Thursday, May 04, 2006

Justifying the means to Howard's End

Play it: Novel Sndtrck - On Beauty

Zadie Smith's third novel, On Beauty, finds the author taking a more straight-ahead approach in comparison to her previous novels (the dynamic and lyrical White Teeth, and the experimental Autograph Man.) Based on the framework of E.M. Forster's Howard's End, On Beauty follows two ideologically different families: the liberal/multicultural Belsey family, and the right-wing ultra-conservative Trinidad/Haitian Kipps family. Through their trials and tragedies (all with written with a comic's touch,) Smith brings to light a couple different issues for debate, one of which is the sociological ramifications to race restitution (which deserves it's own post in and of itself.) The other debate is on critical thought, specifically on art.

True criticism, believes the main character Howard Belsey, is not an appreciation but more a question of why people like it, and an explanation of why they shouldn't like it. Howard is a professor who cannot say "I like the tomato" but instead needs to examine it with "What's so beautiful about this tomato? Who decided on its worth?" His criticism of the paintings of Rembrandt is central to both the plot and to the difference between him and fellow professor Montague Kipps. Another major character Carl is a street poet/rapper who is given the opportunity to work in the university library as a "Hip-Hop Archivist" and finds that after collecting and writing about Hip-Hop, he's no longer so much interested in creating it.

It's a common problem that I think a lot of people fall into... looking at things critically can make you like art less, and more importantly, actually engage in the art even less (if at all.) I find this the case in my own world... both periods of my life where I've spent time writing critically about music (and fiction) I find myself being less interested in playing music (or writing fiction.) Every once in awhile though, a piece of music inspires to do, not just listen (or write about) and that's what really gets me 'back in the basement' (so to speak.) My recent surgery on my wrist was finally prompted after this last inspirational attempt proved futile (thumb/wrist pain made it impossible to even form a power chord.) It's a drastic measure to get back to playing but not as drastic as you might think. Howard in the end (Howard's End?) has some resolution to his issue (he's finally able to metaphorically say he likes the tomato) after having an affair that rattles the family - that's certainly a road I'm less willing to take (and not just because my sweetie pie reads this blog.)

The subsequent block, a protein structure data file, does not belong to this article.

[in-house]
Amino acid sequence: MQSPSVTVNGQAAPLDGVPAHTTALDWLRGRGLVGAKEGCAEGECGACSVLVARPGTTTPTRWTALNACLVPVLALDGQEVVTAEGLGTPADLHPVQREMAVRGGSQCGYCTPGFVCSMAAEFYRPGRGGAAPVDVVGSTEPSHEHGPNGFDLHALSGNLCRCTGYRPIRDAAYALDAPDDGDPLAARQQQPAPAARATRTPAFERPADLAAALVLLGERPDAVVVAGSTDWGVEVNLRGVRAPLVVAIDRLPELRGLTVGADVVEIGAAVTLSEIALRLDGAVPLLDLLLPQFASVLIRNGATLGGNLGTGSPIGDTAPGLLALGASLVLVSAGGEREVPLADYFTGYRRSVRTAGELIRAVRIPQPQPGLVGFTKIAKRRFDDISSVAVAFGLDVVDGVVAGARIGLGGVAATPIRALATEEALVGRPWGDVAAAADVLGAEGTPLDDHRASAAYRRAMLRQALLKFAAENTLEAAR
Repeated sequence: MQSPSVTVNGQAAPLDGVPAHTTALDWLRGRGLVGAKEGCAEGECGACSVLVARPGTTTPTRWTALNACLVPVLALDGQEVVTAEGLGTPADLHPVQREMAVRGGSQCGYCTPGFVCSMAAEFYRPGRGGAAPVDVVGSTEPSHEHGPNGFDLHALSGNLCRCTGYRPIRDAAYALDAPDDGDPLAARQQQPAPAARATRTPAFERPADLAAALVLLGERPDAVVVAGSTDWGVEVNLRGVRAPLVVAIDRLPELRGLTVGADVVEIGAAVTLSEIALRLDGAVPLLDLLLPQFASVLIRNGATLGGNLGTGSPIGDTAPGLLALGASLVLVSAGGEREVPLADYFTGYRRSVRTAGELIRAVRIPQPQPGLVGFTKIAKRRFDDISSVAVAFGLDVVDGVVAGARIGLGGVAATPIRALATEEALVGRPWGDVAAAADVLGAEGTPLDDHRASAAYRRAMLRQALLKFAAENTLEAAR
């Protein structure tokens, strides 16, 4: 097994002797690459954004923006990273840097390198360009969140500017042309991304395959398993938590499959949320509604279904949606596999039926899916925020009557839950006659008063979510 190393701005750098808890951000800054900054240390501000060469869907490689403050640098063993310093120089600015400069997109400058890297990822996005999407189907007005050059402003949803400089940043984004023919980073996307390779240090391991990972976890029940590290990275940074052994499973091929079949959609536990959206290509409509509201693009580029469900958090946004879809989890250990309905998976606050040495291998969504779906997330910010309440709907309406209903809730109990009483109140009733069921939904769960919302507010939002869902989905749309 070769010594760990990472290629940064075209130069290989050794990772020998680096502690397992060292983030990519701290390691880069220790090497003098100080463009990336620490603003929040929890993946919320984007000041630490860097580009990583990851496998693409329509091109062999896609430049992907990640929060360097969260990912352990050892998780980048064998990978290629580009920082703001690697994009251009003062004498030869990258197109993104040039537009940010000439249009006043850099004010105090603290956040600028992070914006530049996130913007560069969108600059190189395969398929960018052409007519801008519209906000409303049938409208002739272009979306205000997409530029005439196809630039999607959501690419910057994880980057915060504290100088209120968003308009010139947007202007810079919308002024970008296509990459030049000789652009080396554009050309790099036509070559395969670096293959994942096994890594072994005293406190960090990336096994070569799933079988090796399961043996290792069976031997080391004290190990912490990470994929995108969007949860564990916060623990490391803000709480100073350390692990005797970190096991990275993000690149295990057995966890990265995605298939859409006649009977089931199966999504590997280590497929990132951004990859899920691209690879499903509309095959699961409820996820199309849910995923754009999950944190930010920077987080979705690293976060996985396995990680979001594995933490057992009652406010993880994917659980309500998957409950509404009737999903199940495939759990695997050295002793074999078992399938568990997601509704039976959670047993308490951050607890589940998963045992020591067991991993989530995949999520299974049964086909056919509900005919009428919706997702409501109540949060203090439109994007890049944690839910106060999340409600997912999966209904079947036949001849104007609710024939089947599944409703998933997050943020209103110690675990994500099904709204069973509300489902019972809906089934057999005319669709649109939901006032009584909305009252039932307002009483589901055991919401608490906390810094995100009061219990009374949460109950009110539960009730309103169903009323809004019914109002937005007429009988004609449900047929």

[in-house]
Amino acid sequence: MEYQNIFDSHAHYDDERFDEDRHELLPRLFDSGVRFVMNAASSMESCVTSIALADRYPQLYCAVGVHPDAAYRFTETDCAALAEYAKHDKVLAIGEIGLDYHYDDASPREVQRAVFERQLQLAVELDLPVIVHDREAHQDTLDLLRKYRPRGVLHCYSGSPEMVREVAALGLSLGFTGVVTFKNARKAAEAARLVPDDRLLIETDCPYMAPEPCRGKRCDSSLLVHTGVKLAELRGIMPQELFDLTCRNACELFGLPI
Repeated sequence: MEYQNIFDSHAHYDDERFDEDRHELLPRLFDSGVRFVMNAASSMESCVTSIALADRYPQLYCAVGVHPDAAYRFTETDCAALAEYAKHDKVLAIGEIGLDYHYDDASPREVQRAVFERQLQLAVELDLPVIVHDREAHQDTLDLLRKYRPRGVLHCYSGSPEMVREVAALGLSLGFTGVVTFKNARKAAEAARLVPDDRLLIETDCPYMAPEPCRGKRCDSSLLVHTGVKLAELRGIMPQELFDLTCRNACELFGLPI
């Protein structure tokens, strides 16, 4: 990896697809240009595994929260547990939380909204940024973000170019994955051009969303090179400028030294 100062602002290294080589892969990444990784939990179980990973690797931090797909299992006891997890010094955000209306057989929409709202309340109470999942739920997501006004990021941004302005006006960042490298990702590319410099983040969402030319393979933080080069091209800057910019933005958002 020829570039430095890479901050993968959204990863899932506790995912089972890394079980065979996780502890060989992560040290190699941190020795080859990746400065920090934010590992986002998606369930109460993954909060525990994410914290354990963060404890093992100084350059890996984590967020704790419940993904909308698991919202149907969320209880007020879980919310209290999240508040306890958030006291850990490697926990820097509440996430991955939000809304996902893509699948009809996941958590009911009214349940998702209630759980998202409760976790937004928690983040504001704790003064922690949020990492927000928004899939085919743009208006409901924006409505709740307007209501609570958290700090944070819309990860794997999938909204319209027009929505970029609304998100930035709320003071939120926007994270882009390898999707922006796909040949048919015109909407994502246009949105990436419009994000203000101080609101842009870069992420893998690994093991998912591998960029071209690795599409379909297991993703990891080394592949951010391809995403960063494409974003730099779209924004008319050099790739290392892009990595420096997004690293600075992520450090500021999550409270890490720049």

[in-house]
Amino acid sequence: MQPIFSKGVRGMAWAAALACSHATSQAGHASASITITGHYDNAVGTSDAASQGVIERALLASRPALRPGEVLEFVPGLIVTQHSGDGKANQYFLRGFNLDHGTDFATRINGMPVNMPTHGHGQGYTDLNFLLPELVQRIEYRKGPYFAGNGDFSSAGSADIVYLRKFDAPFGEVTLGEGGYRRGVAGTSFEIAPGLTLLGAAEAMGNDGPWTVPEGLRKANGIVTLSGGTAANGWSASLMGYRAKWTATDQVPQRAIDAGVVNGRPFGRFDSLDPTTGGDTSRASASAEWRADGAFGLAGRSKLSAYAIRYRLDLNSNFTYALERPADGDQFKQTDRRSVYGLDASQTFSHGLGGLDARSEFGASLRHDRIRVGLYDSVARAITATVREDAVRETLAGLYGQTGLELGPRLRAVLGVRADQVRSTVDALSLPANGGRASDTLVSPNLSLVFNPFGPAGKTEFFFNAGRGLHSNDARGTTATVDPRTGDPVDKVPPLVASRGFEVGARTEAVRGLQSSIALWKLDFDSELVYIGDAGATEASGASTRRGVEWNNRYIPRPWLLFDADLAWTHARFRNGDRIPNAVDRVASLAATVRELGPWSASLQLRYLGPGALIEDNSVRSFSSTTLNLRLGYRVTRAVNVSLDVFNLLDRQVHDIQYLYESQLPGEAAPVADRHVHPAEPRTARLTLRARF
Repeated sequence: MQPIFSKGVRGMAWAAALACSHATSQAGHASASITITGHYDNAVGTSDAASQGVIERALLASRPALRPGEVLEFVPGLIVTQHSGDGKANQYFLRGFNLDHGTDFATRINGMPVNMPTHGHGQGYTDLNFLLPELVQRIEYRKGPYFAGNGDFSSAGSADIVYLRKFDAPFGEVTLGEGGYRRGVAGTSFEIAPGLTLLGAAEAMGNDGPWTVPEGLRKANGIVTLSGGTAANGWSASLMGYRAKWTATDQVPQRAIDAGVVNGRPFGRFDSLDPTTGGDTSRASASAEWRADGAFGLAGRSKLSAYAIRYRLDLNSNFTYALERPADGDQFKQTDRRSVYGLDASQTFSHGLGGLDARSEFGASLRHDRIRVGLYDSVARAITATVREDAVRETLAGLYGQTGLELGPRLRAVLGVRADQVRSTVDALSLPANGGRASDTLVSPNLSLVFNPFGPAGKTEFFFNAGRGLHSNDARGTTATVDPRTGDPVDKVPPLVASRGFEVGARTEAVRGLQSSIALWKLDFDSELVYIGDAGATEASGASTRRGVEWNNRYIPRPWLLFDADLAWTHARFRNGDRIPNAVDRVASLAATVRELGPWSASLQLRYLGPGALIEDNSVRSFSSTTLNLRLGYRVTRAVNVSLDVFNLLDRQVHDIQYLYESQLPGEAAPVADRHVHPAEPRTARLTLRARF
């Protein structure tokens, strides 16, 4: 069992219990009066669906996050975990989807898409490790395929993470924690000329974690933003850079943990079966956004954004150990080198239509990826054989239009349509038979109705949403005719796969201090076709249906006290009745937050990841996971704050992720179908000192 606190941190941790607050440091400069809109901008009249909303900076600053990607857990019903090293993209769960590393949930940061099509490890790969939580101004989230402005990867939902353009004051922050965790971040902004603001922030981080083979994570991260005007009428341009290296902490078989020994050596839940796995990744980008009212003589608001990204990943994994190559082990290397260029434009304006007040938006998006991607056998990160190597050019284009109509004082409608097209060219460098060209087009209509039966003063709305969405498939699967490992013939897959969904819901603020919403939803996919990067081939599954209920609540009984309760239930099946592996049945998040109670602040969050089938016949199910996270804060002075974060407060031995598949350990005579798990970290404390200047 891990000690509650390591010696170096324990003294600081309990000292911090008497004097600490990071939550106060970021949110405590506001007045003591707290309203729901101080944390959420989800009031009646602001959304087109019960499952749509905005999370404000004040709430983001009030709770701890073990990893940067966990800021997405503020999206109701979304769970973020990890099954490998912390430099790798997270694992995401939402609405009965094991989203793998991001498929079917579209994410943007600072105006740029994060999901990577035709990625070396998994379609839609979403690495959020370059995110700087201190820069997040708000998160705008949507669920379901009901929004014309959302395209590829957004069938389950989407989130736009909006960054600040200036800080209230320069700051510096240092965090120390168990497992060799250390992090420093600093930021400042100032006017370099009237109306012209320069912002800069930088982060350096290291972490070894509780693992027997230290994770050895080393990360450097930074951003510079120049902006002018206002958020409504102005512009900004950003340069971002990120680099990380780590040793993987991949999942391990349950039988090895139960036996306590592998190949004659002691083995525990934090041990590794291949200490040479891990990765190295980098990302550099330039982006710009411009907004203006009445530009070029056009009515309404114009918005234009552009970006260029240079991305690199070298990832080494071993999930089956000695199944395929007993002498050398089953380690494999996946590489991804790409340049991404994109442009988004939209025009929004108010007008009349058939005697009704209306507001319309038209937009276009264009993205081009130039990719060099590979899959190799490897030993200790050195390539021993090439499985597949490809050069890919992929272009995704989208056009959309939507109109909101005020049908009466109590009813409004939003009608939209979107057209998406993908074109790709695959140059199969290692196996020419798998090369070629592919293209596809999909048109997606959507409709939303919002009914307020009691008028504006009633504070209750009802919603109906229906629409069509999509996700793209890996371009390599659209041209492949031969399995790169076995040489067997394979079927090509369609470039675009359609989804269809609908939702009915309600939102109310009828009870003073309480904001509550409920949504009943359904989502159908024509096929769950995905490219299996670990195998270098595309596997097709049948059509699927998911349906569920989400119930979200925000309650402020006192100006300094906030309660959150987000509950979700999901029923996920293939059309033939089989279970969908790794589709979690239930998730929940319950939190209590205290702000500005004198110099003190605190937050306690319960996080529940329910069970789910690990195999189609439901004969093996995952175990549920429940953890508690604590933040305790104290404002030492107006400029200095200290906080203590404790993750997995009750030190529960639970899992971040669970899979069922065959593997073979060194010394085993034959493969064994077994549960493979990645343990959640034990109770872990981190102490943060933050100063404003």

Musically, the novel's soundtrack falls into a lot of what you might expect from what I've written above. Hip-hop, classical, and I've even thrown in (on my own accord) something from Wyclef Jean's important Welcome To Haiti Creole 101, which encapsulates much of the Hatian immigrant issues that have a minor play in the novel.

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1 comment:

drake leLane said...

Novel Sndtrck On Beauty

* "Requiem - Lacrimosa" - Wolfgang Amadeus Mozart
* "Trans-Europe Express" - Kraftwerk
* "Hey Ya!" - Outkast
* "Hallelujah" - Leonard Cohen
* "Hallelujah" - Jeff Buckley
* "Ave Verum Corpus" - Wolfgang Amadeus Mozart
* "Pride" - U2
* "Brothers Gonna Work It Out" - Public Enemy
* "Cross Road Blues" - Robert Johnson
* "24 E Tan Pou Viv" - Wyclef Jean